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Cooler temperatures slow spread of Fox Fire

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Cooler temperatures slow spread of Fox Fire

A wildfire burning in the Rincon Mountains southwest of Cascabel that is believed to have been caused by lightning has now claimed about 3,400 acres of the Coronado National Forest and is only 10 percent contained, a spokeswoman for the forest said Tuesday.

Cooler overnight temperatures slowed the spread of the Fox Fire that has been fueled by dry juniper in a rugged, steep area of the mountains. The fire is now moving downslope into canyons to the south and southwest of the start site, and crews are attempting to keep it from spreading into Espiritu Canyon and Saguaro National Park, said Heidi Schewel, spokeswoman for the Coronado National Forest.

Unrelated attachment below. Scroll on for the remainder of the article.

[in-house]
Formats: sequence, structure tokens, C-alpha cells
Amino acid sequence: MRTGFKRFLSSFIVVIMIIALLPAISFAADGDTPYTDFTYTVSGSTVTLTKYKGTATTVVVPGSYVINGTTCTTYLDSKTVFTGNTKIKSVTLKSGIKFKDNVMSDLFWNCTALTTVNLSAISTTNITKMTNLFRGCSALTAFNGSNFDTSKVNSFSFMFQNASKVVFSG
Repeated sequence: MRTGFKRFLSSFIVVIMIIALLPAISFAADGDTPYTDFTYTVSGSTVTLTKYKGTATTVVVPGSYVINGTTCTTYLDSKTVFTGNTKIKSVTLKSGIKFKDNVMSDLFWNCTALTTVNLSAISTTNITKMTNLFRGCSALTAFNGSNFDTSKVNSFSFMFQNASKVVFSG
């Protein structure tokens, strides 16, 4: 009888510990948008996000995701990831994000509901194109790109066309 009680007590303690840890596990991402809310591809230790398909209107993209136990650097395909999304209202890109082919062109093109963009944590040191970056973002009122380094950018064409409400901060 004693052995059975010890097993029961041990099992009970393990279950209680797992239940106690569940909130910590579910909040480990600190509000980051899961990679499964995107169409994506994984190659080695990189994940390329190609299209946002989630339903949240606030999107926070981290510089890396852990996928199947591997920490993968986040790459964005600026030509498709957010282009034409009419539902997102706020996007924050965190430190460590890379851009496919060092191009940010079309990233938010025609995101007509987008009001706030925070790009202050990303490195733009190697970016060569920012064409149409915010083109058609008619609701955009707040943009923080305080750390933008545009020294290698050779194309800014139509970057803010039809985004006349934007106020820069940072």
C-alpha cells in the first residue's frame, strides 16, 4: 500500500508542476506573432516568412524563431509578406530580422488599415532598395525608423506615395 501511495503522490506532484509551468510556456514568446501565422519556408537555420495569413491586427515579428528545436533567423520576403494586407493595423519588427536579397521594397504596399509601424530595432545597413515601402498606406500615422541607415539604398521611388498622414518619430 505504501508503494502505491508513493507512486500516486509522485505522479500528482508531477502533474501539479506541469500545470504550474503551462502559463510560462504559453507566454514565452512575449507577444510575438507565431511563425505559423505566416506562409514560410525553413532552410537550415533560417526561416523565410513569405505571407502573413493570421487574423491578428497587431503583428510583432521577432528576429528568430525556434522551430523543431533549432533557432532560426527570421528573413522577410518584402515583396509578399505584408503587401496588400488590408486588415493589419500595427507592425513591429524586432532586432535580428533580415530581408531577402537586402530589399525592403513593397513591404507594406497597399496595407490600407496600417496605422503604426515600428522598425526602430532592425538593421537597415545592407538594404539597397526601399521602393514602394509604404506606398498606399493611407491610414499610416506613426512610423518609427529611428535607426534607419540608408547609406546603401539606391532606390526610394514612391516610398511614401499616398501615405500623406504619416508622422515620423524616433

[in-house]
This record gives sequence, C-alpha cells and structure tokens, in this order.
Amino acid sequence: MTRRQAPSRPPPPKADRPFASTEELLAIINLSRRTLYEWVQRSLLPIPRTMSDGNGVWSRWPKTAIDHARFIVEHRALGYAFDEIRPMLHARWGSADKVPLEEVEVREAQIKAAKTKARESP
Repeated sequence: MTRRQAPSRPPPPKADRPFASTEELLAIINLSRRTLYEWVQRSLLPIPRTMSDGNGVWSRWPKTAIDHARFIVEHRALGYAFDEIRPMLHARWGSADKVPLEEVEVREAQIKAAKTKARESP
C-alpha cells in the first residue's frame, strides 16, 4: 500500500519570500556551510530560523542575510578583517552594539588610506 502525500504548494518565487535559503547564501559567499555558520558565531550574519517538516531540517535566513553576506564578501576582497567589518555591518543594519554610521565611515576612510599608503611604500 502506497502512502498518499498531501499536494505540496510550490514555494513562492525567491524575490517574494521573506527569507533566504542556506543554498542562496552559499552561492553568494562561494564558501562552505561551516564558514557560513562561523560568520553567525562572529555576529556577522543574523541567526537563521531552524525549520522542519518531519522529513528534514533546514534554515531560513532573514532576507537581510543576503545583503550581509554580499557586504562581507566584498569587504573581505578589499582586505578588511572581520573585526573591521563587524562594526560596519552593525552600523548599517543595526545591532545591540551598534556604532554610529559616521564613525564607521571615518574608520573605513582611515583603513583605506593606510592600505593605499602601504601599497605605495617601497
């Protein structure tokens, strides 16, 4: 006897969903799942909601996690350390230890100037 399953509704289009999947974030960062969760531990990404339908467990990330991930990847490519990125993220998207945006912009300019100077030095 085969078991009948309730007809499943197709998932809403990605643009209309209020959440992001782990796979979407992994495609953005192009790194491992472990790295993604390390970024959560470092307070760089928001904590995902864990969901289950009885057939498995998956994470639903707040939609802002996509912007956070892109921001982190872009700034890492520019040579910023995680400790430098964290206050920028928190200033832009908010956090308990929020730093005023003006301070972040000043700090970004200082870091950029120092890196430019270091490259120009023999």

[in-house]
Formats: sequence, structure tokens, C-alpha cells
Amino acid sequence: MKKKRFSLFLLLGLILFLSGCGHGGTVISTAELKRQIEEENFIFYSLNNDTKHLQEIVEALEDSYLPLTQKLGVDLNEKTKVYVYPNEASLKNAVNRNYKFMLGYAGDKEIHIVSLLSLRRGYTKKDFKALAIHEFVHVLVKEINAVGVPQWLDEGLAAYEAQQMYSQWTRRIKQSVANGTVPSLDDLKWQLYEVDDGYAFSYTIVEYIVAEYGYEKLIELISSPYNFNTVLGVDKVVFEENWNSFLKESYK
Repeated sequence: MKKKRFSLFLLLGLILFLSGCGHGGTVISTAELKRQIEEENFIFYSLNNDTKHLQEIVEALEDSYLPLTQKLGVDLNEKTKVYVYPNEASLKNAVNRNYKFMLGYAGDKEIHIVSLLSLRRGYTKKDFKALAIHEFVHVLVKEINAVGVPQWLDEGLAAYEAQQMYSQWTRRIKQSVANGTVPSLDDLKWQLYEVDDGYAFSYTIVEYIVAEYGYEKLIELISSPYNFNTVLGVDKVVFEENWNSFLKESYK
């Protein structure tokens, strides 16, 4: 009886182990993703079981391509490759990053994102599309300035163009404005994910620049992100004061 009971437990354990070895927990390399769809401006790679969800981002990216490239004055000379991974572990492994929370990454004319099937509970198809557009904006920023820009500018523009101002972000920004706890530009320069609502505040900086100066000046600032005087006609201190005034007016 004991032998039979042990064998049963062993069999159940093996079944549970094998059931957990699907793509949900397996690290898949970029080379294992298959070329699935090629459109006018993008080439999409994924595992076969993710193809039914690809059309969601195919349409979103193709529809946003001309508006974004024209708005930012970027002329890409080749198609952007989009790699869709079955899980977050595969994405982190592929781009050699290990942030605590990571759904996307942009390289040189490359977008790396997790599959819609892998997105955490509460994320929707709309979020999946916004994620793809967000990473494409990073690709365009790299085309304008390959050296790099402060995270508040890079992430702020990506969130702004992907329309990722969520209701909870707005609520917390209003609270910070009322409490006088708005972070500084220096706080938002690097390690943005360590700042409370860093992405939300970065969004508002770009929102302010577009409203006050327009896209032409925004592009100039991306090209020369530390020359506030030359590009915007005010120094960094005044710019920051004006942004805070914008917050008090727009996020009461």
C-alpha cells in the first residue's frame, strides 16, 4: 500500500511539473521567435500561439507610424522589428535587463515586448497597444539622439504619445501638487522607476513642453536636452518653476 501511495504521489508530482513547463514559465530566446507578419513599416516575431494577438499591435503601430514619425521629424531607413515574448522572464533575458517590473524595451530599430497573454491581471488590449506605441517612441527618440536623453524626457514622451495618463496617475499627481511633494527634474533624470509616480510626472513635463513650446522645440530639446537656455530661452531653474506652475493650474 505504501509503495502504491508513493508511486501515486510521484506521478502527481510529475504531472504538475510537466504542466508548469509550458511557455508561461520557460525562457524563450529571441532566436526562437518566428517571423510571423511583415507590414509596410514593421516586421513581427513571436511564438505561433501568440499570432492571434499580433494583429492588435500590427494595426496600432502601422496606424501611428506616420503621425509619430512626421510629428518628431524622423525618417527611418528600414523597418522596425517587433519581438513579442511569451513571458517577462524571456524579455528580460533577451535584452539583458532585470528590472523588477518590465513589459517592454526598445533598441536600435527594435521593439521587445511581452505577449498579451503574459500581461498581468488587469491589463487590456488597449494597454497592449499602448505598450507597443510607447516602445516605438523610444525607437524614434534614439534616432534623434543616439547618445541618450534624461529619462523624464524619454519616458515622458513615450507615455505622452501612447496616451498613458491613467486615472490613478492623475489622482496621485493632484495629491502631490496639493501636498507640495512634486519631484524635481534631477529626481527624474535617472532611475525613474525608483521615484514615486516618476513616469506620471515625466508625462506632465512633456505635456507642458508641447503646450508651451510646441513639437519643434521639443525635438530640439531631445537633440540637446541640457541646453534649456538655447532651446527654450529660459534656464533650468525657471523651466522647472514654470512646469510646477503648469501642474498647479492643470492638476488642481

The fire began Saturday and there are now eight fire crews, two engines, four water tenders, six fixed-wing aircraft and three helicopters battling the blaze that has been burning in a remote area of the Rincon Wilderness. A total of 185 fire personnel are working to bring the fire under control, Schewel said.

The fire is not threatening any structures but it has left limited access to motorists in the area, Schewell said.

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